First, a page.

image
|
|
|
|
|
|
|
Phone: (314) 843-0102
|
Fax: (314) 843-0508
|
flag image

Our view remains the same on county boundary panel


February 12, 2014 - With an Oakville steering committee exploring the idea of breaking off from St. Louis County and forming a new county, it's time to revisit the colorful history of the St. Louis County Boundary Commission.

At least twice in the mid-1990s, the Missouri Supreme Court declared that laws establishing the Boundary Commission were unconstitutional — first for violating the Missouri Constitution's prohibitions against special laws and again for violating the Constitution because the law applied only to St. Louis County and no other first-class county.

A later incarnation of the Boundary Commission was abolished in 1999 under legislation signed by then-Gov. Mel Carnahan. The panel's abolishment essentially rendered three lawsuits involving the commission moot.

Ironically, one of those suits involved the county suing the Boundary Commission, contending the panel exceeded its statutory authority in enacting rules for petitions submitted by areas wishing to stay unincorporated.

A second suit had the Boundary Commission suing the county over the County Council's decision to cut its 1999 budget by $70,000.

The legislation signed by Gov. Carnahan also authorized the County Council to establish a "new and improved" Boundary Commission. In July 1999, the County Council voted to establish the current incarnation of the Boundary Commission, which by no means is new and improved — just more of the same.

Our view of the commission hasn't really changed since it was re-established: It's unconstitutional on its face because it serves as a barrier to the constitutional right of citizens to petition their government for change.

Any group of citizens that gathers the signatures of 15 percent of registered voters who cast ballots in a gubernatorial election should be able to place a proposal on a ballot, yet the commission serves as a barrier to that right.

While the Oakville steering committee is considering forming a new county, it also is looking at incorporation and annexation. But either option would require the Boundary Commission's blessing.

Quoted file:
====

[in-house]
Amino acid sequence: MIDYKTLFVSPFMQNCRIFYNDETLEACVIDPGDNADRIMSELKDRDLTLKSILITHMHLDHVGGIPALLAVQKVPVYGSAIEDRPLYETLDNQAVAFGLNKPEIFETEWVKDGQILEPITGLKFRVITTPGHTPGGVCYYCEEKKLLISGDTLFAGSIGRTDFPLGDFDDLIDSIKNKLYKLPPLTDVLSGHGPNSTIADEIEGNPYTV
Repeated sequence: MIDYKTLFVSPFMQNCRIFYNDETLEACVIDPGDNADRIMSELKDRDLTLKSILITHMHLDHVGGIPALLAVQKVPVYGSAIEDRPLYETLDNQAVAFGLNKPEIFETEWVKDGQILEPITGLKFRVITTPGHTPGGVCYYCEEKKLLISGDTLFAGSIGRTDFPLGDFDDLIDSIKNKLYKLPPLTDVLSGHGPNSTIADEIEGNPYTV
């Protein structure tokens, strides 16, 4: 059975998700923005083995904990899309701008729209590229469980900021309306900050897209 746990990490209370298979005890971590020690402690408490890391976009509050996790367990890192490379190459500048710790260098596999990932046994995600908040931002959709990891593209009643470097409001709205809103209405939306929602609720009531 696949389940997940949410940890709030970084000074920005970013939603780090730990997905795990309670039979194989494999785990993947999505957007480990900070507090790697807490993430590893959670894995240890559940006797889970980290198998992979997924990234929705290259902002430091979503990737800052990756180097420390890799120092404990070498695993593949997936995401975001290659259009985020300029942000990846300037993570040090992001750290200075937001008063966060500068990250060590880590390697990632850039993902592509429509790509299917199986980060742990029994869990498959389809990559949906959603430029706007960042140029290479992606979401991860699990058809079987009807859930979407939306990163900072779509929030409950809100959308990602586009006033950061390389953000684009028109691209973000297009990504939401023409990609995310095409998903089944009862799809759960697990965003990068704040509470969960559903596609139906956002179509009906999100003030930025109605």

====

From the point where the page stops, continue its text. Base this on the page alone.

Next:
Rep. Marsha Haefner, R-Oakville, has introduced a bill that would allow any unincorporated area in St. Louis County to bypass the Boundary Commission and incorporate under the state's regular municipal incorporation laws if the city of St. Louis becomes a city within St. Louis County.

We urge the Legislature to pass Haefner's measure — House Bill 1638.


Tags: St. Louis County News, Opinions Column


  • Related Editorial
    Our Town
    Sunset Hills mayor calls out 'freaks' who opposed him
    Furrer rails at aldermen who tried to impeach him
    Feb 10 2016
    Sunset Hills Mayor Mark Furrer had already made the media rounds by the time the Board of Aldermen met for the first time since Furrer’s felony charges were dropped, but near the end of Tuesday’s meeting, ...
    Impact News
    Furrer looking forward to end of mayoral term
    Criminal, civil cases dropped: Sunset Hills mayor now sees urgent need for court reform
    Feb 03 2016
    Sunset Hills Mayor Mark Furrer says that when his term of office expires in April, he looks forward to “slipping quietly back into obscurity.”...
    School News
    Lindbergh teacher completes character education training
    Feb 10 2016
    Lindbergh High School English teacher Daniel Murphy is one of 25 local educators who recently graduated from the Sanford N. McDonnell Leadership Academy in Character Education....
    Business
    Clarice's Bridal moves to south county
    New larger location for bridal store opens in Green Park
    Feb 10 2016
    Clarice’s Bridal celebrated its grand opening in south county Thursday with a ribbon-cutting and a family celebration, in advance of the March 1 grand opening....
    Impact News
    Local meeting guide 2016
    Jan 08 2014
Site Search


Weather
Type in your zip code and click "Go" to get your 7-day forecast.
Visit www.crh.noaa.gov